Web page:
Trump Gives Americans the Gift of High Lumber Prices
Comment of the Day

May 11 2018

Commentary by Eoin Treacy

Trump Gives Americans the Gift of High Lumber Prices

This article by Justin Fox for Bloomberg may be of interest to subscribers. Here is a section:

Lumber prices are really high right now! The Chicago Mercantile Exchange futures contract for the softwood two-by-fours used in framing houses closed at its highest price ever on Tuesday, in fact.

If one adjusts for inflation, current prices are no longer record-setting. But an interesting pattern does appear if one adds in a few other key data points.

It appears that every time the U.S. picks a fight with Canada over its alleged subsidies of softwood lumber — which comes from coniferous trees such as pines, firs and cedars — U.S. lumber prices go up. The match is likely even closer than the chart above indicates, given that threats of tariffs (“countervailing duties,” to be precise) and follow-up tariff increases also affected prices.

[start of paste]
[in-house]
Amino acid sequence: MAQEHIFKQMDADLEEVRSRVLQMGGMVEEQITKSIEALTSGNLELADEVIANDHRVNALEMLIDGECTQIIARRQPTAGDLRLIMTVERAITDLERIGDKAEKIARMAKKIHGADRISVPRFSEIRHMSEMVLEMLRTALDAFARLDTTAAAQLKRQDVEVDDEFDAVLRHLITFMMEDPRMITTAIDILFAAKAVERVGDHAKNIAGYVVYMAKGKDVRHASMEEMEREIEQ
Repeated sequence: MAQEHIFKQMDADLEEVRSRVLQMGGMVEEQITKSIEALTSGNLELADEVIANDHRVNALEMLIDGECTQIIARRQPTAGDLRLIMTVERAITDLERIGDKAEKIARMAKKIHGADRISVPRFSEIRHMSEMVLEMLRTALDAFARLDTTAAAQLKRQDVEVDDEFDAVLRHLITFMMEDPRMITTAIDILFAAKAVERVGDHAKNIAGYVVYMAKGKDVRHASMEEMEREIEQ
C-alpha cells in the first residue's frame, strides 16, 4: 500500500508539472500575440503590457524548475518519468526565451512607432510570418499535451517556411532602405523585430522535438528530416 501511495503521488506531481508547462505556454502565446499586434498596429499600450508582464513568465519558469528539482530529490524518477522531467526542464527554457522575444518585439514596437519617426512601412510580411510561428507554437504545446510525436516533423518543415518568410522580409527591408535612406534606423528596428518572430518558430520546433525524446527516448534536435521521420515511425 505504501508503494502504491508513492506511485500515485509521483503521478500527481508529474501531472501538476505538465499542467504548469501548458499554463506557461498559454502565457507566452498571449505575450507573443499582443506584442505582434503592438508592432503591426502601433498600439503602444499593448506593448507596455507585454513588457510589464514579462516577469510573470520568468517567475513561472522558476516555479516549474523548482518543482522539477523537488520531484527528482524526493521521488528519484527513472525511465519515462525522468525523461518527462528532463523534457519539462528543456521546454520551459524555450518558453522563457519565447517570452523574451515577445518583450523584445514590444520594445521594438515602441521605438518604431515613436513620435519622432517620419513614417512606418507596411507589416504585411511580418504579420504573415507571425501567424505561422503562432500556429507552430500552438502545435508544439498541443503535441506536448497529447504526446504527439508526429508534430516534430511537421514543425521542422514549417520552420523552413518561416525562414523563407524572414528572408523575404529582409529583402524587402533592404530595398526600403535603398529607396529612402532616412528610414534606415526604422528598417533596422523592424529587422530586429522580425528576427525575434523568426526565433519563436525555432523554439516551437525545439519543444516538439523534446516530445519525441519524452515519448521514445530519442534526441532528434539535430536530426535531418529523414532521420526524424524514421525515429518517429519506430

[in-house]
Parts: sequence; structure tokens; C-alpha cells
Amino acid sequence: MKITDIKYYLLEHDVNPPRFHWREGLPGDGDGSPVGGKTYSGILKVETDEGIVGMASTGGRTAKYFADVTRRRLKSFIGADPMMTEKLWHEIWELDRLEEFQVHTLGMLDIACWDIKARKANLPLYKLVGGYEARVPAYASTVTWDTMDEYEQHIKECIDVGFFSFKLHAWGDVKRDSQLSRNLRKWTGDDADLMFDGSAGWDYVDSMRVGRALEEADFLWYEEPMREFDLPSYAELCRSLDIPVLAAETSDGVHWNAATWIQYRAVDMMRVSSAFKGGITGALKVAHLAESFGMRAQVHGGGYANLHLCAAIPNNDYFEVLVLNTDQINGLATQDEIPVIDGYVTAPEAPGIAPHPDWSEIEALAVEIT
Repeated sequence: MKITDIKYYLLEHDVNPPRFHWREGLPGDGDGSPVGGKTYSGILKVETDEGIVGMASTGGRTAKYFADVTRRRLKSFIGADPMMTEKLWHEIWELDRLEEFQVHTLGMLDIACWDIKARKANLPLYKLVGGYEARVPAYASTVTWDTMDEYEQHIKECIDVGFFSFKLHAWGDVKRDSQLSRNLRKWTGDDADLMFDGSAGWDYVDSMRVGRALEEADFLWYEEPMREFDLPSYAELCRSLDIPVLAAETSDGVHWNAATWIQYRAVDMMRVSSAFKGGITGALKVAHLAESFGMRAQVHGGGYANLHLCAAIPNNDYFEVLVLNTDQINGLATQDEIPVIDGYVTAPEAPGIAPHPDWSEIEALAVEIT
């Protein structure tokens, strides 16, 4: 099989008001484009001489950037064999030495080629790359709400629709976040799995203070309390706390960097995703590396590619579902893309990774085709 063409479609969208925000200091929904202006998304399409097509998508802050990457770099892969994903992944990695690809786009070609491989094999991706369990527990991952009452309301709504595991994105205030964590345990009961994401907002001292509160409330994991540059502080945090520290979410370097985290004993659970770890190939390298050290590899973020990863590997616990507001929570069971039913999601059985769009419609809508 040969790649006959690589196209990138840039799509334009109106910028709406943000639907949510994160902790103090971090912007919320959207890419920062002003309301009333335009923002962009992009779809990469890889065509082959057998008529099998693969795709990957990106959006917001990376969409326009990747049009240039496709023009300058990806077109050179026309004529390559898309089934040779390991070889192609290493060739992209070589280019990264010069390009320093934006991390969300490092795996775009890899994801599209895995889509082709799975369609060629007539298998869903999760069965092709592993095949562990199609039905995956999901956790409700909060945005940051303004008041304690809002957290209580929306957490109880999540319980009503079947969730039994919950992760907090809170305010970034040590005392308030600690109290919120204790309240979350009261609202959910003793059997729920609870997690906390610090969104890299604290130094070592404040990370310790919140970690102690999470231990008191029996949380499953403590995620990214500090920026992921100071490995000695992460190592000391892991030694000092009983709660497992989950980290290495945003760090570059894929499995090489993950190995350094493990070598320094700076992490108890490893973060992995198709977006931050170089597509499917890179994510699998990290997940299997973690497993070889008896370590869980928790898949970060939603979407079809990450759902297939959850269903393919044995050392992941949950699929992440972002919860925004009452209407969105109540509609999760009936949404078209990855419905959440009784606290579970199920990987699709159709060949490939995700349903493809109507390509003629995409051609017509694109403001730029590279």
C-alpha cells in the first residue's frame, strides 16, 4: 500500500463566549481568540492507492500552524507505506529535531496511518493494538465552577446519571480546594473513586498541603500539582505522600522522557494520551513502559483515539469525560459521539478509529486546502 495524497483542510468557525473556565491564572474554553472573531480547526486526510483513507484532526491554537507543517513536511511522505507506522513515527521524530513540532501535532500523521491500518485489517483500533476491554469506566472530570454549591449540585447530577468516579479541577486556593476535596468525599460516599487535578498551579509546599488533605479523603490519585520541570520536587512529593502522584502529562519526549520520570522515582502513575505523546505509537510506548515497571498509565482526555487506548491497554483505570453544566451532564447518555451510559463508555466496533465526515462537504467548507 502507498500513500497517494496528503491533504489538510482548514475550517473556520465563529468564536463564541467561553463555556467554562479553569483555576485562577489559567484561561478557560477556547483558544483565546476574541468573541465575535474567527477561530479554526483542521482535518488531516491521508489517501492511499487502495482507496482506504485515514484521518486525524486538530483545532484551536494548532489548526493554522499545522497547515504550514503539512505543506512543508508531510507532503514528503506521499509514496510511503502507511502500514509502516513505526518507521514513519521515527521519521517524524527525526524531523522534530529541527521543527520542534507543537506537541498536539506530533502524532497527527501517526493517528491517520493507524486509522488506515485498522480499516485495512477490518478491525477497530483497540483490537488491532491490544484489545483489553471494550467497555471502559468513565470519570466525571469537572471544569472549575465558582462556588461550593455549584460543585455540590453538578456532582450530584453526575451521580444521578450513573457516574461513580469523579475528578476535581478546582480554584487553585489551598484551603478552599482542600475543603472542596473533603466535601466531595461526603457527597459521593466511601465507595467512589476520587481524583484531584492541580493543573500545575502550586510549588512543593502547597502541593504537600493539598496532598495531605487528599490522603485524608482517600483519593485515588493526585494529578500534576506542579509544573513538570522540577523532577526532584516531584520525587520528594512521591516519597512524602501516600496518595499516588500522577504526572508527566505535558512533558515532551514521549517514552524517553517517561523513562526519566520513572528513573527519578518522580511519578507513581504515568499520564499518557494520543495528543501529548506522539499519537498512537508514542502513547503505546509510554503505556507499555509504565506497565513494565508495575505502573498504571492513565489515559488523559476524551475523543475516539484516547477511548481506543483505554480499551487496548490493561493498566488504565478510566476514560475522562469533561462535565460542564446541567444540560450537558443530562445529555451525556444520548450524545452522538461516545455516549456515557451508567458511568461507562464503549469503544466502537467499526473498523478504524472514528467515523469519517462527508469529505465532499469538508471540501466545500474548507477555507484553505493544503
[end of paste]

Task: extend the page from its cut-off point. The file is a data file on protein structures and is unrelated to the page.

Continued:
The U.S.-Canada softwood lumber war first flared up in the early 1980s. Imports of lumber from Canada had been on the rise as environmental restrictions cut back on logging in U.S. National Forests, and the U.S. timber industry began to complain that Canadian local, provincial and national governments, which own almost all of the country’s forest land, were charging such low prices for timber that it amounted to an unfair subsidy.

Eoin Treacy's view

How long before the homebuilding lobby starts to complain about an inability to pass on higher input costs to the end consumer? So far, the rising real estate market has meant that hasn’t been an issue, but it is inevitable at some stage. When that happens the reduction in tariffs on Canadian timber will represent a significant headwind for lumber prices. After all, the oldest adage in the commodity markets is “the cure for high prices is high prices”.

Lumber continues to accelerate following the breakout from a 24-year range last year. It has been limit-up on multiple occasions over the last few weeks. At some stage the exchange will either widen the limits or increase margins. Either, or indeed both, of these measures is likely to act as a catalyst for a peak. There have been reactions of approximately $60 on two occasions since September and a reaction of more than that will be required to check momentum beyond a pause.

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